pp. 189–90 (B15a): The upper cover of binding 1 is reproduced in Ratcliffe, p. 35. I have now seen a copy of B15a in a third, probably later binding: light green cloth with horizontal striations, over boards, stamped on the upper cover in dark green and on the spine in gilt. The copy examined includes a gift inscription dated 1919. – I have acquired a copy of B15a in binding 1 and a dust-jacket with minimal losses. The jacket spine differs from my description on p. 190 in that it contains only ‘THE BOOK | OF | LOVE | [blurb]’, without details of publication or imprint. The jacket paper is grey wove, but with no blue fibres evident. I now think that the single (fragmentary) example of the dust-jacket I was able to see when writing the Bibliography, pasted into the Bodleian Library (copyright deposit) copy of the book, may represent a trial or sample version; cf. my note for B12a, above.

p. 191 (B15b): The upper cover is reproduced in Cowen, p. 19.

p. 192 (B16a): Cowen, p. 20, notes a variant, presumably later binding ‘in a uniform light cloth . . . with the title in gilt only on the spine of the book and no translator’s name shown.’

pp. 201 (B21, note), 204 (B23a, note), 210–15 (B26–29): Cowen, pp. 101–3, reproduces the upper cover of the dust-jacket from (first?) printings of six of the seven Mariners Library titles to which Ransome contributed introductions.

pp. 206–7 (B24): On 31 August 1940 Ransome supplied the H.W. Wilson Company, New York, another autobiographical sketch, for use in the publication Twentieth Century Authors (1942, and later editions). A pertinent letter by Ransome of this date is in the Department of Special Collections, Georgetown University Library. An excerpt from Ransome’s statement, published in a successor work, World Authors 1900–1950 (ed. by Martin Seymour-Smith and Andrew C. Kimmens, New York: H.W. Wilson, 1996, vol. 2, pp. 2139–40), indicates that Twentieth Century Authors should have been included in Section B, between B25 and B26. I hope to locate a copy (in original binding) to describe for a future addendum.

p. 208 (B25a): The upper cover of the dust-jacket is reproduced in Cowen, p. 106.

pp. 210–11 (B26): I have now seen a black and white photocopy of the first printing dust-jacket. As for the second printing jacket I describe, the track chart of the Spray across the Indian and Pacific oceans wraps around the covers and spine. Printed on the upper cover: ‘[above the chart:] CAPTAIN JOSHUA | SLOCUM | [against the chart:] Sailing Alone | Around the | World | AND | Voyage of the Liberdade | [below the chart:] WITH A NEW BIOGRAPHICAL INTRODUCTION BY | ARTHUR RANSOME’. Printed on the spine: ‘[above the chart:] SAILING | ALONE | AROUND | THE | WORLD | [against the chart:] S | L | O | C | U | M | [below the chart:] Illustrated | [star] | RUPERT | HART-DAVIS’. The lower jacket lettering is identical to that on the upper jacket. Printed on the front flap: ‘[blurb] | [continued on back flap | 8s. 6d. net’. Printed on the back flap: ‘continued from front flap] | [blurb, continued] | RUPERT HART-DAVIS LTD | 53 Connaught Street, W.2 | LONDON’. – I have now seen a black and white photocopy of the preliminaries and dust-jacket of the Reprint Society, London edition of Sailing Alone around the World. The upper jacket features a device with the sun at the centre, surrounded by signs of the zodiac, and the imprint ‘WORLD | BOOKS’ is at the foot of the jacket spine. – A seller on the eBay Internet auctions offered a copy of Sailing Alone around the World with Ransome’s introduction, published by the Travel Book Club in 1950.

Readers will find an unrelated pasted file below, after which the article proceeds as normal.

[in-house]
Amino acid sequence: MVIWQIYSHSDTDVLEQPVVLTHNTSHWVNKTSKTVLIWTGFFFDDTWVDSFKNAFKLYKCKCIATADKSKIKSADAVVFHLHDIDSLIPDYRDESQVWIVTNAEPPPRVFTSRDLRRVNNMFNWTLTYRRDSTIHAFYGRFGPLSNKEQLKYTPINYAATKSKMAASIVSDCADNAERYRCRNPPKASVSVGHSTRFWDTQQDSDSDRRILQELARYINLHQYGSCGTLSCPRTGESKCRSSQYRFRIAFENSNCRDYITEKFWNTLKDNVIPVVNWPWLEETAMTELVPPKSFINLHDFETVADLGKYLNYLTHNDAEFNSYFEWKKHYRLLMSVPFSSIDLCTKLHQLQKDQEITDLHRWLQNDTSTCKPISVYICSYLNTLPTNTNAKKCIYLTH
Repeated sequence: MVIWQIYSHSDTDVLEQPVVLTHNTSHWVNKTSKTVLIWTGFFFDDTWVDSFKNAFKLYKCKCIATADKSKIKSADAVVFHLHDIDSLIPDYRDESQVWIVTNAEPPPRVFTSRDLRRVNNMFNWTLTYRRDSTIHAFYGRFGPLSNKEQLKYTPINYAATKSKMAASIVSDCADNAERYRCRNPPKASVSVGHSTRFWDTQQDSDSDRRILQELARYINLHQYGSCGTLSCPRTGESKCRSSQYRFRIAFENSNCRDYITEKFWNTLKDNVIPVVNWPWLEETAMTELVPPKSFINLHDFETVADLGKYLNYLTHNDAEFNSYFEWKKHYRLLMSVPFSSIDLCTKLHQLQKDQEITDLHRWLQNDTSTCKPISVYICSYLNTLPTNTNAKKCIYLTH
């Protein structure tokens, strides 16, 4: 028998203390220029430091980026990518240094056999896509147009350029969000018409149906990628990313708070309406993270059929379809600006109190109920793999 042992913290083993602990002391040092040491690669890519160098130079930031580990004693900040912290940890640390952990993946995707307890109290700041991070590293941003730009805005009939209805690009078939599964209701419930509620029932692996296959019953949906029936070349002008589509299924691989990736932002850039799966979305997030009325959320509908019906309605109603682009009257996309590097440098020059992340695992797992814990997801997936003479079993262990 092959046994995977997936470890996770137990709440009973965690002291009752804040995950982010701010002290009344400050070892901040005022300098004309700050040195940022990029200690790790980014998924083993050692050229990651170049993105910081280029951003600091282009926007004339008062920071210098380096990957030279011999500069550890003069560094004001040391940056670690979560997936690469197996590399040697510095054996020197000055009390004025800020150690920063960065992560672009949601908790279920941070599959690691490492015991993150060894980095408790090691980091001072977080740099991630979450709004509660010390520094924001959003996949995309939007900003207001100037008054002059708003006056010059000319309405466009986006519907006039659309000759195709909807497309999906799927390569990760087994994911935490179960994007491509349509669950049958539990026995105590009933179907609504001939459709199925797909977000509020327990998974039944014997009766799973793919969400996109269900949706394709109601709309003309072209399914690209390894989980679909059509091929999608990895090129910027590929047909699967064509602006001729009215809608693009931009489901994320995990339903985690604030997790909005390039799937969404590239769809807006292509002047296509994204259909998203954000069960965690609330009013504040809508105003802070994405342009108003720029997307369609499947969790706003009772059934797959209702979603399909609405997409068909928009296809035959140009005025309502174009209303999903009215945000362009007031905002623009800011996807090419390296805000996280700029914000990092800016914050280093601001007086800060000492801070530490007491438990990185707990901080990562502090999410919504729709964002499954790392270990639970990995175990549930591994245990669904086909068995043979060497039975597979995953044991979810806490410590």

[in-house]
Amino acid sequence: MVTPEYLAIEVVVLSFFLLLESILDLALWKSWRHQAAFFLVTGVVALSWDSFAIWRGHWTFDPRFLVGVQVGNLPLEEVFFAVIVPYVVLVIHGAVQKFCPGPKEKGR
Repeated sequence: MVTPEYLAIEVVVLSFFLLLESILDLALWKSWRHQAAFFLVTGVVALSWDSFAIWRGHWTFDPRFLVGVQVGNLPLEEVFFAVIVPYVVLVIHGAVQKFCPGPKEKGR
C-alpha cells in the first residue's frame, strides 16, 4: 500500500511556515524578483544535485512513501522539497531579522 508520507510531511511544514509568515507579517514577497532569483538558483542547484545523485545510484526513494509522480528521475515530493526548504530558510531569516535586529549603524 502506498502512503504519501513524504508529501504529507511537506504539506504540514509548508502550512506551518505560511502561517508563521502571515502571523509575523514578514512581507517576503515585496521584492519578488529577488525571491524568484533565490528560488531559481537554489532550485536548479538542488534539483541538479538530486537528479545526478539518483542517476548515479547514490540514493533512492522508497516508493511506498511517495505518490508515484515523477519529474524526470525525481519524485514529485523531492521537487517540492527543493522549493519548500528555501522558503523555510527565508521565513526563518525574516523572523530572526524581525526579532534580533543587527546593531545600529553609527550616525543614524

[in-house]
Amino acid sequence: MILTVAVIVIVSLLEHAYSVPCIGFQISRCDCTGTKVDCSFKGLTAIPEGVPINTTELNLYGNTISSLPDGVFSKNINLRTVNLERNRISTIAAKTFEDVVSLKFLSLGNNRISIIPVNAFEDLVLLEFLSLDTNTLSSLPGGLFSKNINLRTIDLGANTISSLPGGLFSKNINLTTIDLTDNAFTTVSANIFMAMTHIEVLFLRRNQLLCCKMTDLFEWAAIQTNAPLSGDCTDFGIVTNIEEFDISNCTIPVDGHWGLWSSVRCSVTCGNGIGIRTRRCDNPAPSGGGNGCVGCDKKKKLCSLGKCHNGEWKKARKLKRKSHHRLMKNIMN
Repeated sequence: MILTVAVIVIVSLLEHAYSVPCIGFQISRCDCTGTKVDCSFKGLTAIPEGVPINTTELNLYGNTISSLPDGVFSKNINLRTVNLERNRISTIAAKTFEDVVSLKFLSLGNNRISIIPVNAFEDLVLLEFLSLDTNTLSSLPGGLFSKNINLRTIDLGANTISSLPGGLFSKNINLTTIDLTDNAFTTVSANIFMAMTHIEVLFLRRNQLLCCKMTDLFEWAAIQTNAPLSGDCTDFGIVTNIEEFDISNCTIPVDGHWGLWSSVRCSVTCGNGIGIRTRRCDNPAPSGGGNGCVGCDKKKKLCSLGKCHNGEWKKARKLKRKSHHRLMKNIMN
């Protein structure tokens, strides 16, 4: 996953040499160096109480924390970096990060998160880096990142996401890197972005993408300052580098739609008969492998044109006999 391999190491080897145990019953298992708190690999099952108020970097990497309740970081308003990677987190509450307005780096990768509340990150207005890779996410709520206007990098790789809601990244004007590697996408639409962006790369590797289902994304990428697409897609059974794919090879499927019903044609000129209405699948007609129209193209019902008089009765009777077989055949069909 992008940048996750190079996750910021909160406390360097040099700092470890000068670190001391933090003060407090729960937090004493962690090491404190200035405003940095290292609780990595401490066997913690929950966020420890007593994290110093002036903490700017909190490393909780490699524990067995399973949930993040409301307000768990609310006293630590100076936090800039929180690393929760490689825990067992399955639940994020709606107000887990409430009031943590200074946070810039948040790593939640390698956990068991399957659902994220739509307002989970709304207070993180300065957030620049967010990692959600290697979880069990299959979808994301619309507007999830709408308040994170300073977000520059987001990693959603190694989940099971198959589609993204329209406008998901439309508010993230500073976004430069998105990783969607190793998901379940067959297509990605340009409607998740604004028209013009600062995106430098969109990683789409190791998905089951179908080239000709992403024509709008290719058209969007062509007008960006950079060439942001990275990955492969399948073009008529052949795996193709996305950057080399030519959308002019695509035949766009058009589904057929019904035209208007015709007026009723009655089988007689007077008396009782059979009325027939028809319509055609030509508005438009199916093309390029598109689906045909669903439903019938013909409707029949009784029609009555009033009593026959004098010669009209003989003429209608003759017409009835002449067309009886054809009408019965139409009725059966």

p. 214, l. 32 (B29): For ‘EMPSON EDWARD MIDDLETON’ read ‘EMPSON EDWARD | MIDDLETON’ (with added vertical line).

pp. 214–16 (B29): I have acquired a copy of the first printing, bound however in light blue textured paper over boards, stamped in dark blue as for the buff cloth binding I saw and describe. The top edge may have been dark blue originally, but is now faded. (See also my addendum below for B30.) Also, the dust-jacket of this copy is clearly later than the one I describe in B29 (and see also Cowan, p. 103) – it lists on the back flap the Mariners Library series from no. 1 to no. 47 (omitting nos. 2, 8, 13, 15–16, 18, 32, and 40), i.e. not before 1963 – and is very different. A band of red wraps around the covers, spine, and flaps, against which is printing in black; below this is printing against a white background. Printed on the upper cover: ‘[against the red band, a compass rose] | [below the band:] [at left:] E E Middleton [at right:] The | cruise | of | the | Kate | [at foot of the spine and upper cover, a rough drawing of waves]’. Printed on the spine: ‘[against the red band:] [a compass rose] | MARINERS | LIBRARY | NO 23 | [below the band:] [running down:] E E Middleton [parallel to the author’s name:] The cruise of the Kate | [below the preceding, above the “waves”:] Rupert | Hart-Davis’. Printed on the lower cover: ‘[against the red band, a compass rose] | [below the band:] [at left:] E E Middleton [at right:] The | cruise | of | the | Kate | [below the preceding:] [quotation from the introduction by Ransome] | [quotation from The Wave] | [at left:] Rupert Hart-Davis Limited | 3 Upper James St Golden Sq London W1 [at right, publisher’s device, a running fox]’. Printed on the front flap, below the red band (not overprinted): ‘[blurb] | Jacket design by Malcolm Young [here my copy of the jacket is clipped, presumably the price]’. Printed on the lower flap: ‘[against the red band:] Mariners Library | [below the band, a list of Mariners Library titles, as noted above] | Printed in Great Britain SBN: 246.63543.6’. I have also seen, on eBay, a 1967 printing of Sailing Alone around the World (B26) in a similar dust-jacket. I suspect that Hart-Davis reissued both new printings and existing stock of the Mariners Library titles, or a selection from them, in ‘updated’ dust-jackets (the type is now sans-serif or swelled serif, i.e. Optima). – The Cruise of ‘The Kate’ with Ransome’s introduction was also reprinted in paperback by Panther Books (Hamilton & Co.), London, in 1956, no. 7 in their Nautical Series, with the control number ‘600’ on the spine. The upper wrapper features a painting of the Kate in a rough sea.